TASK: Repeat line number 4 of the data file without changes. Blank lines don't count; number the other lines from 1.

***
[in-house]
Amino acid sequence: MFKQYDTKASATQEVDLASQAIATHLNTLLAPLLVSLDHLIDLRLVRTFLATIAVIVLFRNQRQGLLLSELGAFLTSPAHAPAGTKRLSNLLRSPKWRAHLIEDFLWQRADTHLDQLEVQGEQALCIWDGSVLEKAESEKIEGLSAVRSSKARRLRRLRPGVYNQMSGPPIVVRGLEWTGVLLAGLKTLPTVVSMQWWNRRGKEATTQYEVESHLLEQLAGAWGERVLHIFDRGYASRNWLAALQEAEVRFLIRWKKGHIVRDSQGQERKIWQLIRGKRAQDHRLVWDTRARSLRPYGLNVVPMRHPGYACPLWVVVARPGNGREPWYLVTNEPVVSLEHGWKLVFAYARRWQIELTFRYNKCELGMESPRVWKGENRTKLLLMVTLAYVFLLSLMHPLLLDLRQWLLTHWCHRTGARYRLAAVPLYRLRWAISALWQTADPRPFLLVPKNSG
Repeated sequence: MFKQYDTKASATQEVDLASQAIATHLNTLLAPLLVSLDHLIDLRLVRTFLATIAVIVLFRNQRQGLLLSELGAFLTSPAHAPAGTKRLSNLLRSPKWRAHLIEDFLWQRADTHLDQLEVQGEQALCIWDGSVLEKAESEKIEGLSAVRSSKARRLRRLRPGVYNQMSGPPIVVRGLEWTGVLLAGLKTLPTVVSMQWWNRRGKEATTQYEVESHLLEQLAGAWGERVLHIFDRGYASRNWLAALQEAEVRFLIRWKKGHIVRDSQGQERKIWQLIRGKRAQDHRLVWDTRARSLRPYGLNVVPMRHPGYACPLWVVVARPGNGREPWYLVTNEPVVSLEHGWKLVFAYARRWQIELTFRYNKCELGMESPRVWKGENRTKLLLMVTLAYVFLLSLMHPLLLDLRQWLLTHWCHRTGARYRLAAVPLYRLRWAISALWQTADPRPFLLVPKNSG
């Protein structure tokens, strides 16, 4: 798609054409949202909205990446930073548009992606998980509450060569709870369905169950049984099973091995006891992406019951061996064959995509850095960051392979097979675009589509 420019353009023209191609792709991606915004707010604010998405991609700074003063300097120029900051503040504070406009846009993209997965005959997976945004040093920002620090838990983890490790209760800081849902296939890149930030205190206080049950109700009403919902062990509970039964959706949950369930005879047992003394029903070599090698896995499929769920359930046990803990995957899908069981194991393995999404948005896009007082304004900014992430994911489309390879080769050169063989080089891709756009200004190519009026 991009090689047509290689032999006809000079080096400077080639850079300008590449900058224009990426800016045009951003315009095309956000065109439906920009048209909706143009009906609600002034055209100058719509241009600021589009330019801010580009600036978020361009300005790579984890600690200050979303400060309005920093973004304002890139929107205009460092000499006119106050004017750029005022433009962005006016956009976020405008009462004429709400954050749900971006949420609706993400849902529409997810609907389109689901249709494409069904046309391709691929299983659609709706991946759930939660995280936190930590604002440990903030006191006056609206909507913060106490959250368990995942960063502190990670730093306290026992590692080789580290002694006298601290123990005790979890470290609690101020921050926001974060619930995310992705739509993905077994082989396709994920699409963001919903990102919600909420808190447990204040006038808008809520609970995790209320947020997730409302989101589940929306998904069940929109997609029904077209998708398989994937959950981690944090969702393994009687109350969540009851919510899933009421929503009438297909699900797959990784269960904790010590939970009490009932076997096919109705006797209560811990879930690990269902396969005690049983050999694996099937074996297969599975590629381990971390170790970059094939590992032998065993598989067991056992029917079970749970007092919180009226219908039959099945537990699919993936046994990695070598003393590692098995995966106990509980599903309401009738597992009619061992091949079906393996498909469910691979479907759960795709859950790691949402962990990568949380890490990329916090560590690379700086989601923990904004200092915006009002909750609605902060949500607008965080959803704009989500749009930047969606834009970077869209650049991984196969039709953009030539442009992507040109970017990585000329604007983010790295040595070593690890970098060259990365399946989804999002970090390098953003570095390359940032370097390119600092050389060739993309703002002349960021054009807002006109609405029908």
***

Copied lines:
């Protein structure tokens, strides 16, 4: 798609054409949202909205990446930073548009992606998980509450060569709870369905169950049984099973091995006891992406019951061996064959995509850095960051392979097979675009589509 420019353009023209191609792709991606915004707010604010998405991609700074003063300097120029900051503040504070406009846009993209997965005959997976945004040093920002620090838990983890490790209760800081849902296939890149930030205190206080049950109700009403919902062990509970039964959706949950369930005879047992003394029903070599090698896995499929769920359930046990803990995957899908069981194991393995999404948005896009007082304004900014992430994911489309390879080769050169063989080089891709756009200004190519009026 991009090689047509290689032999006809000079080096400077080639850079300008590449900058224009990426800016045009951003315009095309956000065109439906920009048209909706143009009906609600002034055209100058719509241009600021589009330019801010580009600036978020361009300005790579984890600690200050979303400060309005920093973004304002890139929107205009460092000499006119106050004017750029005022433009962005006016956009976020405008009462004429709400954050749900971006949420609706993400849902529409997810609907389109689901249709494409069904046309391709691929299983659609709706991946759930939660995280936190930590604002440990903030006191006056609206909507913060106490959250368990995942960063502190990670730093306290026992590692080789580290002694006298601290123990005790979890470290609690101020921050926001974060619930995310992705739509993905077994082989396709994920699409963001919903990102919600909420808190447990204040006038808008809520609970995790209320947020997730409302989101589940929306998904069940929109997609029904077209998708398989994937959950981690944090969702393994009687109350969540009851919510899933009421929503009438297909699900797959990784269960904790010590939970009490009932076997096919109705006797209560811990879930690990269902396969005690049983050999694996099937074996297969599975590629381990971390170790970059094939590992032998065993598989067991056992029917079970749970007092919180009226219908039959099945537990699919993936046994990695070598003393590692098995995966106990509980599903309401009738597992009619061992091949079906393996498909469910691979479907759960795709859950790691949402962990990568949380890490990329916090560590690379700086989601923990904004200092915006009002909750609605902060949500607008965080959803704009989500749009930047969606834009970077869209650049991984196969039709953009030539442009992507040109970017990585000329604007983010790295040595070593690890970098060259990365399946989804999002970090390098953003570095390359940032370097390119600092050389060739993309703002002349960021054009807002006109609405029908």